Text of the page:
When you’re in the process of getting a home loan, at some point you’ll have to lock in your mortgage rate. This might be months in advance, mere days before closing, or some time in between.
This post outlines several rate lock strategies along with their advantages and drawbacks.
What Does It Mean To Lock A Mortgage Rate?
A mortgage lock involves a commitment by you and your lender. When you request a lock, your lender agrees to give you that rate, even if interest rates have increased. On the other hand, you are also making a commitment to close at that rate, even if interest rates have fallen.
What Does It Cost To Lock Your Rate?
The longer your rate lock, the higher the risk to the mortgage lender. So you’ll pay for the privilege. With most lenders, the standard lock period is 30 days. They quote rates assuming a 30-day lock.
By locking 7 to 15 days before closing you should get better pricing. For instance, one national lender’s rate sheet charges .15 percent more for a 30-day lock than it does a 15-day lock, and .25 percent more for a 45-day lock.
For a $300,000 home loan, it would cost an extra $750 to lock its rate for 45 days instead of 15.
The cost can get even higher if you choose to lock your rate for 60 days or more..
What About “Free” Rate Locks?
When lenders were experiencing very high volume, refinance processing suffered. Purchases get priority with most lenders, and refinance transactions can end up on the back burner.
This can result in “blown locks” for refis. To counter this and avoid angering customers, some lenders offered “free” locks of up to 90 days. However, they weren’t really free, because the rate for those loans was slightly higher than it was for purchases.
When you get mortgage quotes for a refinance or purchase, make sure you know what lock period you’re getting on your quote. That way you can make a valid comparison.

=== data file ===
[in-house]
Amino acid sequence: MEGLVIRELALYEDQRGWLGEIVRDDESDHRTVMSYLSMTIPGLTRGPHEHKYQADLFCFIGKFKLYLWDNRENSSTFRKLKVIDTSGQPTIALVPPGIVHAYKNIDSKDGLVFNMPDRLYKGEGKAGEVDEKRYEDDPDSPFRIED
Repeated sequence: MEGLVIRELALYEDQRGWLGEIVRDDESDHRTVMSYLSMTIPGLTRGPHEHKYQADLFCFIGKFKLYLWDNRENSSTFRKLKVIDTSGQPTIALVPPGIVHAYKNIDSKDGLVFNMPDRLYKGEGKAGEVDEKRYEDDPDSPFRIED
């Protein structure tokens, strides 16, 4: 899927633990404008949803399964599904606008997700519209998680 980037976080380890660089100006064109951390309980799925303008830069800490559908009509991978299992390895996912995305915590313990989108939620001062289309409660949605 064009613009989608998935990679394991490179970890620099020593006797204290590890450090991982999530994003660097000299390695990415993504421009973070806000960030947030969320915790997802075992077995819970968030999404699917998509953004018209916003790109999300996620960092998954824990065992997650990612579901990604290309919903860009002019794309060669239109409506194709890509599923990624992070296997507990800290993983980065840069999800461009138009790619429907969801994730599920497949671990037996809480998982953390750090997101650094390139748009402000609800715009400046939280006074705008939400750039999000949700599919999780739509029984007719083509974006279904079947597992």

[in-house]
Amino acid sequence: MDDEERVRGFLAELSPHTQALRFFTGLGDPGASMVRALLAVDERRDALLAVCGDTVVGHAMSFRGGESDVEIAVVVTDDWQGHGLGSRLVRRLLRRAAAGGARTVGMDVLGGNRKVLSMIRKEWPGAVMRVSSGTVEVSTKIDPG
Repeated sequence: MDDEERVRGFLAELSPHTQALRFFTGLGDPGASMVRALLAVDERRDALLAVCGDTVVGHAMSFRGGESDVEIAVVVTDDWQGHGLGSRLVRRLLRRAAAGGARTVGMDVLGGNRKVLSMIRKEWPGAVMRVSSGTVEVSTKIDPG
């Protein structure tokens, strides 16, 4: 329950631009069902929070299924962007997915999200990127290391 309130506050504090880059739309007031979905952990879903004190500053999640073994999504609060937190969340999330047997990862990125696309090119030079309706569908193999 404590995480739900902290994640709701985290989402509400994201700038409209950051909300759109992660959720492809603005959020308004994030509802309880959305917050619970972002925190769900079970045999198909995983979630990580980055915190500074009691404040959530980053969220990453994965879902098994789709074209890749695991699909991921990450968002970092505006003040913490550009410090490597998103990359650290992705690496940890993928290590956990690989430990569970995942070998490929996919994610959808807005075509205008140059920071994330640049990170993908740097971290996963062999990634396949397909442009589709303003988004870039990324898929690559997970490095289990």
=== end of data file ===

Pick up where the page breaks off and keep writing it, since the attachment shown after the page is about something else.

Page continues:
What’s The Best Time To Lock?
There are three schools of thought about locking. Some borrowers like to “set and forget” their rate, and they are averse to risking a higher rate in order to perhaps obtain a lower one.
Others are gamblers, checking rates every day in hopes of nailing down something better.
Finally, there are the ones who want it all. These borrowers buy a “float down” option, which allows them to lock in a rate, protecting them from potential rate increases. However, if interest rates fall while their loan is in process, they can get the lower rate.
Float Downs – Know What You’re Buying
There are rules for float downs. Some lenders only let you exercise the float down option the day they draw your closing documents. Others allow you to lock in a lower rate anytime during the process.
Still, others require the new rate to be at least a certain percent lower than your locked rate before they let you switch — .125 to .25 percent is typical.
Read your documents carefully, and understand what a float down will cost you since these agreements are not standardized.
You Blew Your Lock – What Now?
If you or your lender fails to complete your loan during the lock period, you lose the protection from rate increases but you don’t benefit if rates have fallen. You close at the higher of either the rate you originally locked, or the current interest rate for your mortgage.
However, if rates are rising, you might be better off extending your lock. This costs extra, but may end up being less expensive than the new, higher mortgage rate. For instance, one lender charges .02 percent per day to extend a lock. If new rates are .25 percent higher, it would cost about one percent to get the rate back to its original level. So if you miss your closing by five days, it’s absolutely worth paying .10 percent to save one percent.
How To Close Quickly And Save Money
One way to make sure that your loan closes on time is to have all your required documentation ready for your lender. Whenever you’re asked for something else, supply it immediately.
Even if your closing date is weeks away, get your stuff in now. That’s because your new documents may trigger questions from the underwriter, requests for new information, etc. You don’t want your loan derailed by an eleventh-hour request.